In Guatemala, the tradition of la quema del diablo or burning of the devil symbolizes the ritual cleansing and banishment of bad spirits to usher in the Christmas season.
It’s a process of purification leading up to a holy season filled with important religious dates and other Guatemala Christmas traditions.
- December 8th Feast Day honouring the Conception of the Virgin Mary.
- nightly posadas (processions) that take place during the nine days leading to Christmas.
- Christmas Eve or Nochebuena.
- Navidad (Christmas Day)
- Three Kings Day.
When is Día del Diablo in Guatemala?
While the Día del Diablo and the fire ceremonies, fireworks and festivities take place on December 7th, preparations begin several days in advance.
One of the places to go to fully understand this Guatemalan tradition is the village of Concepción. This picturesque Maya village is set in a fertile valley 20 minutes from Sololá, near Lake Atitlan, a major natural landmark in Guatemala.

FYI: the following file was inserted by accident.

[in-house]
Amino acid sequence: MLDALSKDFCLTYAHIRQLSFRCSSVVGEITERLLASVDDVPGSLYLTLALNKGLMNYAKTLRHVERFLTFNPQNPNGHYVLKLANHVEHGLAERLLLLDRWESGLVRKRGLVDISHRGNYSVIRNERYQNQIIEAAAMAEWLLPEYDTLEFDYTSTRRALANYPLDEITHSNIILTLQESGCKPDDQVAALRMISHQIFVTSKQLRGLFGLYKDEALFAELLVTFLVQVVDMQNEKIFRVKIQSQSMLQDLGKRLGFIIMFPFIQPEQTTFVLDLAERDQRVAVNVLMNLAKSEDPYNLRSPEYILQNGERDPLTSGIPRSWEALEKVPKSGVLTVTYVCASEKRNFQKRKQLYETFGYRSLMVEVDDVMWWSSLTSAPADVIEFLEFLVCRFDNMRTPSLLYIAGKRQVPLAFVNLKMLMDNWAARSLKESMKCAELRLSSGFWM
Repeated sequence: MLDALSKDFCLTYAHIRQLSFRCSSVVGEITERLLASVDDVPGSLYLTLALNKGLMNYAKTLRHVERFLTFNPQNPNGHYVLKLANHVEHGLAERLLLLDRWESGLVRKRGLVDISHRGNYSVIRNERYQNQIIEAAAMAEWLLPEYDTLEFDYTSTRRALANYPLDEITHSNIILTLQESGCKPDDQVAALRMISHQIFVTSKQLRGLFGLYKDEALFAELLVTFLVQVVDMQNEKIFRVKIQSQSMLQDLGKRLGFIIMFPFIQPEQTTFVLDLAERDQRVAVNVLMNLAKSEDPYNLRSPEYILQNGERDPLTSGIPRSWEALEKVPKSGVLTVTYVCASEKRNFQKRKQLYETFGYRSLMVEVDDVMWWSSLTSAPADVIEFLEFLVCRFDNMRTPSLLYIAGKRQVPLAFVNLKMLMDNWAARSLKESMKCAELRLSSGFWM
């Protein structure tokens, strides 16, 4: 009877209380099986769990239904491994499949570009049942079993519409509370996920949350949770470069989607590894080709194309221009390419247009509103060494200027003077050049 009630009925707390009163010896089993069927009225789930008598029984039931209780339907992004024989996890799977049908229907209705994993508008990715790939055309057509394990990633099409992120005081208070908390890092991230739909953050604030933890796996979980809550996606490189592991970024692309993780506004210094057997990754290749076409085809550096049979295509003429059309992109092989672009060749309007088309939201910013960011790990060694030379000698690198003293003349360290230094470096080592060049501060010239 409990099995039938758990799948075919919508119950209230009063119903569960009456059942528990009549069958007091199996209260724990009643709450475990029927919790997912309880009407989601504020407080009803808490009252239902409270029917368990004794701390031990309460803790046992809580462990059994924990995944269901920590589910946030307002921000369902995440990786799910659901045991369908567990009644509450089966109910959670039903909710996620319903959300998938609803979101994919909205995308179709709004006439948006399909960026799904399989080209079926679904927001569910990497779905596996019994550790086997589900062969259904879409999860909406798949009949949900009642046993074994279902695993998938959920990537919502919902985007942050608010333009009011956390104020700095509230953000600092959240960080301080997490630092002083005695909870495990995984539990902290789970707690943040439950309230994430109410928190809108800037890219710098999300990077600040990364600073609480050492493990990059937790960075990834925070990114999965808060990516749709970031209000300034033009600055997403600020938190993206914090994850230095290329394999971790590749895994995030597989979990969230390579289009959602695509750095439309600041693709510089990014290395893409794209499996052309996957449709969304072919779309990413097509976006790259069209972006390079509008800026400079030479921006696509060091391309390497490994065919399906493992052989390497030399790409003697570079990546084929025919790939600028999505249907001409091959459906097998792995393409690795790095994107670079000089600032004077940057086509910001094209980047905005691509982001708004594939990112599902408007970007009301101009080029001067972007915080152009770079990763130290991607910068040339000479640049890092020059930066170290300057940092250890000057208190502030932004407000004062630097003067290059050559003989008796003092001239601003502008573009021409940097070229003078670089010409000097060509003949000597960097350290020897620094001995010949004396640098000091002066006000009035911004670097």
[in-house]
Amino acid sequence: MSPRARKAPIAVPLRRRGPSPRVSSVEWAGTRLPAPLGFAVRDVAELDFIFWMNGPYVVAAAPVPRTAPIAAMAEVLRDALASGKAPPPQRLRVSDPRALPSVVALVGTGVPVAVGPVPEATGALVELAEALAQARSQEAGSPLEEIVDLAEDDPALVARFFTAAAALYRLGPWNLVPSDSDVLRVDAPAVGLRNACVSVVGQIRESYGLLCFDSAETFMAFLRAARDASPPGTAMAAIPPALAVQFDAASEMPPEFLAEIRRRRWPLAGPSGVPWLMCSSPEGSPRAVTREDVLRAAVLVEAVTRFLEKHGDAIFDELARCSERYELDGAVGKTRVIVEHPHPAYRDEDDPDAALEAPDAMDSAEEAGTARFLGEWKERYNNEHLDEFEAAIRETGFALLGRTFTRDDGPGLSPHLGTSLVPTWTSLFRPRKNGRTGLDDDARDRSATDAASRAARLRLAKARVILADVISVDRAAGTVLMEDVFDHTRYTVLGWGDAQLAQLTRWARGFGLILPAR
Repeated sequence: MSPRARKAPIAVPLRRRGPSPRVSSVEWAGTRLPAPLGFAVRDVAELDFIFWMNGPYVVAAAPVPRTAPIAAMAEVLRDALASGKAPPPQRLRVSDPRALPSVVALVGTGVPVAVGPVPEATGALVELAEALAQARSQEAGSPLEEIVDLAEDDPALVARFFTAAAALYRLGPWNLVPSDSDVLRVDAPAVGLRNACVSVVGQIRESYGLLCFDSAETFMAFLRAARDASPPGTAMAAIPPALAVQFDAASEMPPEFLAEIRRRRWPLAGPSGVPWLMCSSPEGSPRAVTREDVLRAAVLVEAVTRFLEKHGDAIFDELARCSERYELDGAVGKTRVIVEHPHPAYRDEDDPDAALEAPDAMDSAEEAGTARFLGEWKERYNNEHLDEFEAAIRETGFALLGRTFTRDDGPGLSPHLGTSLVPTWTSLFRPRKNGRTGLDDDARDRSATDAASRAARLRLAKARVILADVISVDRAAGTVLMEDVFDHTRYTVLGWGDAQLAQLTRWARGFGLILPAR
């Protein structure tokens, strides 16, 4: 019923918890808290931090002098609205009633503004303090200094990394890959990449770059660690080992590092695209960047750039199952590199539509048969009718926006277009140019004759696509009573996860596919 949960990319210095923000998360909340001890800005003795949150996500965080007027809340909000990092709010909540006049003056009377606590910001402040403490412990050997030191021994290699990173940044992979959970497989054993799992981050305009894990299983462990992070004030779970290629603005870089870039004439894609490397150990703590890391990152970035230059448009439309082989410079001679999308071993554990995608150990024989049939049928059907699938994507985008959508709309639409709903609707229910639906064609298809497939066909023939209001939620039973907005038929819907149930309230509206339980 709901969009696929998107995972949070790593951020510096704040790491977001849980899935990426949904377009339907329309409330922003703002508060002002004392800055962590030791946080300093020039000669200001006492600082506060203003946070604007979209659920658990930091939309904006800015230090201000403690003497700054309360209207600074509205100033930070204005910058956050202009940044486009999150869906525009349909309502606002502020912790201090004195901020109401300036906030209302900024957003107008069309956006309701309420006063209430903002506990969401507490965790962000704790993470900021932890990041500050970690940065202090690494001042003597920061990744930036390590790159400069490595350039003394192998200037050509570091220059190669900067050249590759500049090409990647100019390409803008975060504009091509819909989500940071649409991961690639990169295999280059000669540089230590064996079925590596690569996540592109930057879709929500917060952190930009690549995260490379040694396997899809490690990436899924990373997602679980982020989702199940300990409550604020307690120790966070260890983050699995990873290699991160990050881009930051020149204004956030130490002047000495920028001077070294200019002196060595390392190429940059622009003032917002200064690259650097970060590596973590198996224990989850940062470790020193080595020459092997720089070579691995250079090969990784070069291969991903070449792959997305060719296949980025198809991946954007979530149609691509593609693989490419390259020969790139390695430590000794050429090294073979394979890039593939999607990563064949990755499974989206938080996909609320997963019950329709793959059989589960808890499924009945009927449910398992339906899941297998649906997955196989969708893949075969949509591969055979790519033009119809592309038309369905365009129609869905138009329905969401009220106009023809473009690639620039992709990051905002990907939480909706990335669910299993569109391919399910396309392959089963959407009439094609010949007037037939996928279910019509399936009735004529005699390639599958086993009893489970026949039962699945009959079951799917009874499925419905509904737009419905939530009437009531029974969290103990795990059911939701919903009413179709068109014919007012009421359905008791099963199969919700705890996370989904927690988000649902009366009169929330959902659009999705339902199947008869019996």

The town’s patron saint is dedicated to the Virgin Mary and her saint day of December 8th. At the heart of Concepción is a sturdy Catholic church constructed in 1621.
It’s one of Guatemala’s few wooden churches to have survived centuries of earthquakes. It features a wooden roof carved with angels, saints and apostles.
It’s also home to an active cofradía, a Maya brotherhood who are guardians of ancient religious practices.
Many still wear their traditional embroidered clothing featuring a distinctive bat–a symbol for the last Kaqchikel dynasty–atop rainbow-hued trousers, a tunic wrap and sandals.
For the December 8th Feast Day honouring the Conception of the Virgin Mary, they lay wooden platforms through the center aisle of the church to serve as pagan altars for offerings of food, candles and other tribute.
The church brotherhood also installs a ceremonial silver candelabra and carries the Virgin in procession through the village.
It’s incredible to see the diminutive stature of the Virgin festooned with money, lottery tickets and other adornment for her saint day.